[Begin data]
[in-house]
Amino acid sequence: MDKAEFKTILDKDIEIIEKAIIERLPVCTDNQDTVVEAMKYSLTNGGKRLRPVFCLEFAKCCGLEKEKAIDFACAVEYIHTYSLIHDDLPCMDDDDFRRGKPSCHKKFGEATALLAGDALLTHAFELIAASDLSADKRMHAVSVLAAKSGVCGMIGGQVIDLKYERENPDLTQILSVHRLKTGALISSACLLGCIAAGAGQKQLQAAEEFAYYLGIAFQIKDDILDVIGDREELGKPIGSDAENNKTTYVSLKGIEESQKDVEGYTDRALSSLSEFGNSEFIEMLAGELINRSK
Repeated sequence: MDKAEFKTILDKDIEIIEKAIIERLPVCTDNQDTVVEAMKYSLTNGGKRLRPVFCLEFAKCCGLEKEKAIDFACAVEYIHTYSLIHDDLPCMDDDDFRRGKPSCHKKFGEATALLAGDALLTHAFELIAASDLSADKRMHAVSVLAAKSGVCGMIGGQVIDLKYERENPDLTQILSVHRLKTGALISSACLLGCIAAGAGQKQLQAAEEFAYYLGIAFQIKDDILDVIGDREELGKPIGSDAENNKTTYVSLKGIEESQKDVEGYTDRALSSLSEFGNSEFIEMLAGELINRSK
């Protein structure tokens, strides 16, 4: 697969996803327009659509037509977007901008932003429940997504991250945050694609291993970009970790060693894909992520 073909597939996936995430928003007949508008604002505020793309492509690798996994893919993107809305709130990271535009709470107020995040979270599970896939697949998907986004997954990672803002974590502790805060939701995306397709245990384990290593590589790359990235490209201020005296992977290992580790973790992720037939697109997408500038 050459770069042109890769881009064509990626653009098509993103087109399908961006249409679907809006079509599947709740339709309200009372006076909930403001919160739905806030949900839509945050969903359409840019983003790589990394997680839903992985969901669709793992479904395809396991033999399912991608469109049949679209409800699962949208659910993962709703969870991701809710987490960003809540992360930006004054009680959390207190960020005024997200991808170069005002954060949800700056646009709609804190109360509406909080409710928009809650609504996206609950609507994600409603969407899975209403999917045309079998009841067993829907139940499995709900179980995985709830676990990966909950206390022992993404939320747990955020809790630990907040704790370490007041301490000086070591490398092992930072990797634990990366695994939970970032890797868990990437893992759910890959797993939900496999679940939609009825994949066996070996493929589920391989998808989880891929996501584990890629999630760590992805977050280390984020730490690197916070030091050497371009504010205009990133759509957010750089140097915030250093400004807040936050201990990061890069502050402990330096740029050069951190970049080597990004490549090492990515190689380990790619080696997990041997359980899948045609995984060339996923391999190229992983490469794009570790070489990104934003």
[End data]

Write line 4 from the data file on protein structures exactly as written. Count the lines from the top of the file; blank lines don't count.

């Protein structure tokens, strides 16, 4: 697969996803327009659509037509977007901008932003429940997504991250945050694609291993970009970790060693894909992520 073909597939996936995430928003007949508008604002505020793309492509690798996994893919993107809305709130990271535009709470107020995040979270599970896939697949998907986004997954990672803002974590502790805060939701995306397709245990384990290593590589790359990235490209201020005296992977290992580790973790992720037939697109997408500038 050459770069042109890769881009064509990626653009098509993103087109399908961006249409679907809006079509599947709740339709309200009372006076909930403001919160739905806030949900839509945050969903359409840019983003790589990394997680839903992985969901669709793992479904395809396991033999399912991608469109049949679209409800699962949208659910993962709703969870991701809710987490960003809540992360930006004054009680959390207190960020005024997200991808170069005002954060949800700056646009709609804190109360509406909080409710928009809650609504996206609950609507994600409603969407899975209403999917045309079998009841067993829907139940499995709900179980995985709830676990990966909950206390022992993404939320747990955020809790630990907040704790370490007041301490000086070591490398092992930072990797634990990366695994939970970032890797868990990437893992759910890959797993939900496999679940939609009825994949066996070996493929589920391989998808989880891929996501584990890629999630760590992805977050280390984020730490690197916070030091050497371009504010205009990133759509957010750089140097915030250093400004807040936050201990990061890069502050402990330096740029050069951190970049080597990004490549090492990515190689380990790619080696997990041997359980899948045609995984060339996923391999190229992983490469794009570790070489990104934003």